Rural America is more interested in community news and information about what's going on in their towns. Wrong, research from the Pew Internet and American Life Project says today. Unless the subject is taxes.
The project today released an assessment of how people consume the news in different geographic segments.
Urban residents: "More likely to get local news and information via a range of digital activities, including internet searches, Twitter, blogs and the websites of local TV stations and newspapers. Urbanites were also those least tied to their communities in terms of how long they lived in the community and how many people they know. They were the least interested of all groups in information about local taxes."
Suburban residents: "More likely than others to rely on local radio as a platform (perhaps because of relatively longer commuting times); they are more interested than others in news and information about arts and cultural events; and they are particularly interested in local restaurants, traffic, and taxes. They look to television news for weather and breaking news."
Small town residents: "More likely to rely on traditional news platforms such as television and newspapers to get local news; newspapers are especially important to them for civic information. Small town Americans prefer the local newspaper for a long list of information--including local weather, crime, community events, schools, arts and culture, taxes, housing, zoning, local government and social services. Residents of smaller towns are also the most likely to worry about what would happen if the local newspaper no longer existed."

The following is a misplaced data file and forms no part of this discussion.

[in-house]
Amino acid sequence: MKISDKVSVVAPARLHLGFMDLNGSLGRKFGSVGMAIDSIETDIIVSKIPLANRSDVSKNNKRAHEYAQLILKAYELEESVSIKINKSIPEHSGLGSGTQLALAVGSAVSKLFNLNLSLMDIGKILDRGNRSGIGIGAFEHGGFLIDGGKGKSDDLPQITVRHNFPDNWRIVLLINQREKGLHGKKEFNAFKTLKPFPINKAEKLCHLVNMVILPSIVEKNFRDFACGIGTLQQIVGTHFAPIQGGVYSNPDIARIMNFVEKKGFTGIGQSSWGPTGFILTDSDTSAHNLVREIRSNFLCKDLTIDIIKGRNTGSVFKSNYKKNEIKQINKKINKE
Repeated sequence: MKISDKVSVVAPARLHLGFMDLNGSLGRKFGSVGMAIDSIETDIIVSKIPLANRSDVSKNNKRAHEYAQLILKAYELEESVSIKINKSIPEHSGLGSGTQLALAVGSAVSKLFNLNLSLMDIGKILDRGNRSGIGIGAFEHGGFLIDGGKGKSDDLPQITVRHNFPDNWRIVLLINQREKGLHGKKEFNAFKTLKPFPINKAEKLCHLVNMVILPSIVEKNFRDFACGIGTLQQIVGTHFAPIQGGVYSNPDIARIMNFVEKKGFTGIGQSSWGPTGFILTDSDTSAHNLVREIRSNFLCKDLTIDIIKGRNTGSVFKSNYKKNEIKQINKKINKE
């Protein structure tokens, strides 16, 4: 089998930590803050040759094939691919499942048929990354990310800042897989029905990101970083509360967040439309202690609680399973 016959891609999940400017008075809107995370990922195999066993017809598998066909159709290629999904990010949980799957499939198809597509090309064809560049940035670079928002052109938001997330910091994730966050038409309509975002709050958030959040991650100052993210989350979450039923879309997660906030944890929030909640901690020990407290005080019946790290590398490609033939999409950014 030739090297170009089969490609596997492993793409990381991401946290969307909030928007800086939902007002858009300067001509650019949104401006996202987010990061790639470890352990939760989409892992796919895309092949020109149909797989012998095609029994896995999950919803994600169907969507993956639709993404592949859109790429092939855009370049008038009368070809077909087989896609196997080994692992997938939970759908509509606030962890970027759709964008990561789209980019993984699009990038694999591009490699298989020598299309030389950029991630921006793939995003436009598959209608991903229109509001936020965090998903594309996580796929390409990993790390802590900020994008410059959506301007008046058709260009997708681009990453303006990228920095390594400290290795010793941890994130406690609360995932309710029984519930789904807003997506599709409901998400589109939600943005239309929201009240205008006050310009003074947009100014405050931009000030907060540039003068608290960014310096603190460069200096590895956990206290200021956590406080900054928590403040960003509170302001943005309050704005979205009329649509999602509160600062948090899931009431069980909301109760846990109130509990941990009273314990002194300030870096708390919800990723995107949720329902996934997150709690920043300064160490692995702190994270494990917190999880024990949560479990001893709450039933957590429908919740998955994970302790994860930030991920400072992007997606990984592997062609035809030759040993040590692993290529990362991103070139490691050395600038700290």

Rural residents: "Generally are less interested in almost all local topics than those in other communities. The one exception is taxes. They are also more reliant on traditional platforms such as newspapers and TV for most of the topics we queried. And they are less likely than others to say it is easier now to keep up with local information."
Up to 60 percent of those surveyed say they like keeping up with the news "a lot."
But the report shows the difficulty mass media has in tailoring its news to a wide audience -- the "wide audience" have vastly different opinions on what is news.
In the suburbs, for example, the five topics those in the suburbs listed as the ones they're most interested in are arts and culture, restaurants, traffic, taxes, and housing.
Suburban residents stand out in their higher education and income levels relative to other types of communities. Suburban residents are the most educated and have the highest reported household income of the four community types. Four in 10 (42%) have a four-year college degree or greater, compared with 30% or fewer in the other three community types. Moreover, 37% report an annual household income of $75,000 or more, much higher than the 20% or fewer residents in other communities reporting that level of income.
But city people are less interested in the tax issues than most everyone else. City residents, the report said, are less interested in where they live as a "community."